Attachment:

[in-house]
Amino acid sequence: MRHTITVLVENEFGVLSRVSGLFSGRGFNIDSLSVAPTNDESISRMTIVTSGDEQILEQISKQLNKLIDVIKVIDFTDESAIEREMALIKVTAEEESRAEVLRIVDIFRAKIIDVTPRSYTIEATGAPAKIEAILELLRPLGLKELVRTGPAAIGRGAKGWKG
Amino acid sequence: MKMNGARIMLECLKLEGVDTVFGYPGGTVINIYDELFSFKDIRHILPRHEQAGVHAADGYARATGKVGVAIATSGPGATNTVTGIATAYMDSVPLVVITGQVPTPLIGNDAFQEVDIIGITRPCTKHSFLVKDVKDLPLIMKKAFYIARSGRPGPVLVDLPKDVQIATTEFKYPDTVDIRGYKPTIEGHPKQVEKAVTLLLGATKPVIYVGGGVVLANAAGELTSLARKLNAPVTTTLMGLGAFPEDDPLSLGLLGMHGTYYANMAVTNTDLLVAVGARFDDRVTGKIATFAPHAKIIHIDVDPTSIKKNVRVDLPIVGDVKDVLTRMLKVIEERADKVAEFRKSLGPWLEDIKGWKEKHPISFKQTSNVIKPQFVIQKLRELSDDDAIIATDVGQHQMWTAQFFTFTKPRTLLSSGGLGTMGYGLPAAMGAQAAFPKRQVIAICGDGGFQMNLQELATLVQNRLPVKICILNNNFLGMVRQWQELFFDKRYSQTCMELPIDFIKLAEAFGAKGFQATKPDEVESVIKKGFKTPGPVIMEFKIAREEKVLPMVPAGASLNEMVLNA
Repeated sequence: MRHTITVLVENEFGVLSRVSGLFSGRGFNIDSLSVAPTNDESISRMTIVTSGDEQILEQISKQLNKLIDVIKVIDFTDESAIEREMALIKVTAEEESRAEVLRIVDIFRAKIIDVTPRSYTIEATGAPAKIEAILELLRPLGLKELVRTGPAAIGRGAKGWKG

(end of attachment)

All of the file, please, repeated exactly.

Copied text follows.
[in-house]
Amino acid sequence: MRHTITVLVENEFGVLSRVSGLFSGRGFNIDSLSVAPTNDESISRMTIVTSGDEQILEQISKQLNKLIDVIKVIDFTDESAIEREMALIKVTAEEESRAEVLRIVDIFRAKIIDVTPRSYTIEATGAPAKIEAILELLRPLGLKELVRTGPAAIGRGAKGWKG
Amino acid sequence: MKMNGARIMLECLKLEGVDTVFGYPGGTVINIYDELFSFKDIRHILPRHEQAGVHAADGYARATGKVGVAIATSGPGATNTVTGIATAYMDSVPLVVITGQVPTPLIGNDAFQEVDIIGITRPCTKHSFLVKDVKDLPLIMKKAFYIARSGRPGPVLVDLPKDVQIATTEFKYPDTVDIRGYKPTIEGHPKQVEKAVTLLLGATKPVIYVGGGVVLANAAGELTSLARKLNAPVTTTLMGLGAFPEDDPLSLGLLGMHGTYYANMAVTNTDLLVAVGARFDDRVTGKIATFAPHAKIIHIDVDPTSIKKNVRVDLPIVGDVKDVLTRMLKVIEERADKVAEFRKSLGPWLEDIKGWKEKHPISFKQTSNVIKPQFVIQKLRELSDDDAIIATDVGQHQMWTAQFFTFTKPRTLLSSGGLGTMGYGLPAAMGAQAAFPKRQVIAICGDGGFQMNLQELATLVQNRLPVKICILNNNFLGMVRQWQELFFDKRYSQTCMELPIDFIKLAEAFGAKGFQATKPDEVESVIKKGFKTPGPVIMEFKIAREEKVLPMVPAGASLNEMVLNA
Repeated sequence: MRHTITVLVENEFGVLSRVSGLFSGRGFNIDSLSVAPTNDESISRMTIVTSGDEQILEQISKQLNKLIDVIKVIDFTDESAIEREMALIKVTAEEESRAEVLRIVDIFRAKIIDVTPRSYTIEATGAPAKIEAILELLRPLGLKELVRTGPAAIGRGAKGWKG